Mm-hmm. Um, what is the stress that it's going through? Mm-hmm. Not only during that, not only during that, uh, labor period, but just throughout the whole pregnancy. I think it, it would definitely. Encourage you to, you know, be willing to pick up the slack. Yeah. Um, and really it's not really picking up the slack because, you know, responsibilities, they're offset, but they're equal.
Their responsibilities become different. Um, but I think that'll be, that's the number one thing that I think. You have to prepare to do more work. Hmm. Um, you have to prepare yourself to be more emotionally available.
Oh, ooh, that's a big one.
I think that, you know, we get, yeah, we can tend to be really relaxed.
Um, not necessarily standoffish, but that work would have that def that work would definitely start doing pregnancy. Yeah. It's not gonna be something that you can just turn on. Um, So I think those are, those are the top two things that being prepared as men, you know, new fa, you know, new fathers, you know, um, fathers of multiples.
Because you know, you gotta divvy up, you know, so you gotta divvy up yourself around, but everybody
deserves a hundred percent. Yeah, so I love that you say that because obviously this is what we talk about on the podcast a lot, is just the mother's need to rest specifically in those first few weeks postpartum.
So there really has to be a shift in mindset. As a society as a whole, I feel like, uh, we always talk about just the snapback culture and how moms are responsible for so much after we've just brought life into the world, how some of us have to go back to work or some of us have to pick up our duties within the household because our partners are gone, they're working or whatever.
And so really I think it's so important, just what you said. It starts first. It starts as early as you can possibly. Like if you think you may, if you know you're interested in having kids, that these conversations need to be had, um, as soon as your partner becomes pregnant, you know, educating yourself about what's going on with her body, what potentially could you guys face during the postpartum time?
Educating yourselves about postpartum mood and an anxiety disorders, really getting an understanding and. The perspective of a woman, like a lot of times I felt, or I feel like I led in the conversations or the desire to just like, I'm a learner. That's just who I naturally am. And if you have a partner who's a learner man, that's great.
Um, but so a lot of times within our dynamic as husband and wife, me entering the postpartum time, When it comes down to parenting, you know, I'm educating myself, you know, how does the brain of a child work and things like that. So I'm, I'm just a learner, so I think. From a woman's perspective, I may speak for all women, that it would just be very appreciative if men were to take it upon themselves to really just learn.
Learn about the potential issues, learn about what postpartum is like, learn about like what it looks like in different cultures, because the way that we're doing it here in our modern society in America, it ain't it like, We're experiencing postpartum mood and anxie disorders like never before. We're experiencing chronic health issues and immediately postpartum, it sets us up for long-term health.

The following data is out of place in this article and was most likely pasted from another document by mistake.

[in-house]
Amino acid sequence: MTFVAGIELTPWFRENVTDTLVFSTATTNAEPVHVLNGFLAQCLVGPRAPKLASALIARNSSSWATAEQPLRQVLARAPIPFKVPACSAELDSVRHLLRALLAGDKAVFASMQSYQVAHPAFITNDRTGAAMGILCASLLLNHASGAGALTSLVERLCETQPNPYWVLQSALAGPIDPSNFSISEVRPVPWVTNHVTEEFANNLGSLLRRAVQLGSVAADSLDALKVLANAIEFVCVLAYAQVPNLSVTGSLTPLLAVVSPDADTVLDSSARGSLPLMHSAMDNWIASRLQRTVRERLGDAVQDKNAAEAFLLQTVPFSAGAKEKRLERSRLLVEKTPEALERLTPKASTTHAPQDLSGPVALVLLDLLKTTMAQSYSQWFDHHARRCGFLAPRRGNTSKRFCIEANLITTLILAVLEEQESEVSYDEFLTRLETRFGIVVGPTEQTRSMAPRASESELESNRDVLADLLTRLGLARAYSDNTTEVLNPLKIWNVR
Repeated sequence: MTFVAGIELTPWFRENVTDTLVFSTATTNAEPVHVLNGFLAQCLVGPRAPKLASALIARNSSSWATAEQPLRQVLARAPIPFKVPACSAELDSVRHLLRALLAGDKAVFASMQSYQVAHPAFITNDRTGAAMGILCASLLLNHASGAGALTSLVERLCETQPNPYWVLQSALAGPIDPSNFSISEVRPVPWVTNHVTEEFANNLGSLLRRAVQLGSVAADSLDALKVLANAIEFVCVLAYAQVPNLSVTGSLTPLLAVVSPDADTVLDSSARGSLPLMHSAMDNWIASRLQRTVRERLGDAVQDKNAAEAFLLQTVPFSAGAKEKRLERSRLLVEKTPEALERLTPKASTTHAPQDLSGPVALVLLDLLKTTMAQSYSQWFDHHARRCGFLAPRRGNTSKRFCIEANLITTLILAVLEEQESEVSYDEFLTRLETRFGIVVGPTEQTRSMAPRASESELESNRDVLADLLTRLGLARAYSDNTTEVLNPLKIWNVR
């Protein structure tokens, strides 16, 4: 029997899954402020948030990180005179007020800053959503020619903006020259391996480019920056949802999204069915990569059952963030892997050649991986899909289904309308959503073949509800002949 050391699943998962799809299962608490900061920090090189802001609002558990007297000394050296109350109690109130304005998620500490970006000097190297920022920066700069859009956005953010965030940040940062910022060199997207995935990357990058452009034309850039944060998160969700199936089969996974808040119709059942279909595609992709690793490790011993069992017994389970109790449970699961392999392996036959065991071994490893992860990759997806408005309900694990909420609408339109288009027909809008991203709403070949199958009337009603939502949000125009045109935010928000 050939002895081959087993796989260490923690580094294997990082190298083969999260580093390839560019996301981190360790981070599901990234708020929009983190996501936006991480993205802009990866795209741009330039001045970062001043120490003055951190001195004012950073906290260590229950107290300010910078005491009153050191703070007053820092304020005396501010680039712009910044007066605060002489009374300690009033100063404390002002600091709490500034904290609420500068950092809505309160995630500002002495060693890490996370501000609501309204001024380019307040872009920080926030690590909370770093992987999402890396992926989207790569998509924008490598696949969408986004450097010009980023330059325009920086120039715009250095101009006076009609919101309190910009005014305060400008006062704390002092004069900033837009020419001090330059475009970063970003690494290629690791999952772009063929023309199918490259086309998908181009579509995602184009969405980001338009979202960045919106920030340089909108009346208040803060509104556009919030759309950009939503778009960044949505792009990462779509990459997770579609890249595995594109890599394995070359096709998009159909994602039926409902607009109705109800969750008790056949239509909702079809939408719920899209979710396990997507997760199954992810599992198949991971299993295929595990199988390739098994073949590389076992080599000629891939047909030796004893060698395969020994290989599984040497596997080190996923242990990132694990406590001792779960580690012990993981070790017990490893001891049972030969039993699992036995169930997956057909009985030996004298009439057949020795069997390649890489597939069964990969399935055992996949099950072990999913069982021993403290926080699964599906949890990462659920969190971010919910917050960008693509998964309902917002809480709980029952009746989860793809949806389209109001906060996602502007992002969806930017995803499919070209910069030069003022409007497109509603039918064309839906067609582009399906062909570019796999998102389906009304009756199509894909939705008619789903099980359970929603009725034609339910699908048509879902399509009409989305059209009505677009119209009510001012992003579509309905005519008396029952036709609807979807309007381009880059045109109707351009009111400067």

So I talk about this all the time. This is something that Chuck has had to, he's had to live with, but my. Ups and downs with postpartum depression. Like I felt like when I first had it after my second, it never fully went, went away. Like I feel like it was something depression and being depleted, being exhausted, overwhelmed, stressed.
These were things that I've dealt with for years. So, um, Really, I think it's so important for our partners to step up and to create the environment for mothers to thrive within our household. And I think what that looks like tangibly is like just exactly what you said, like. Anticipating needing to pick up more work, you know, preparing if you're away in advance, if you know that your partner, they work a full-time job, making sure that your partner can have some time off of work so that they can be more in tune with the household and if it's, if that's an impossible situation.
Coordinating help for your wife so that they can, even if you're away from the home, that they're not feeling lonely or they're not feeling like the responsibility load is so high. One thing that you mentioned was being emotionally available. I wanna talk about that a little bit more. What does that mean?
Like, uh, I think that means, I mean it means different things for different situations. If everybody had it the way that they'd have it, they'd have that health, they'd have that six months off of work and you know, things like that. Mm-hmm. No, but the honest truth is, you know, some people don't have that.
Mm-hmm. Some people do have to have babies in, a lot of people don't get back, get back to it. Um. Mm-hmm. I just think, you know, in that situation it's, you know, just understanding that, understanding that, you know, certain things can't happen. I think understanding that, you know, you want to be this, You, the mother of your child, but you know, you can't make that happen right now.
Mm-hmm. So they'll have, so check in conversations, oh, being more convers, being more conversationally available. Mm-hmm.
Um, initiating what would, sorry, I'm gonna ask you, what would those checkin conversations look like? I mean,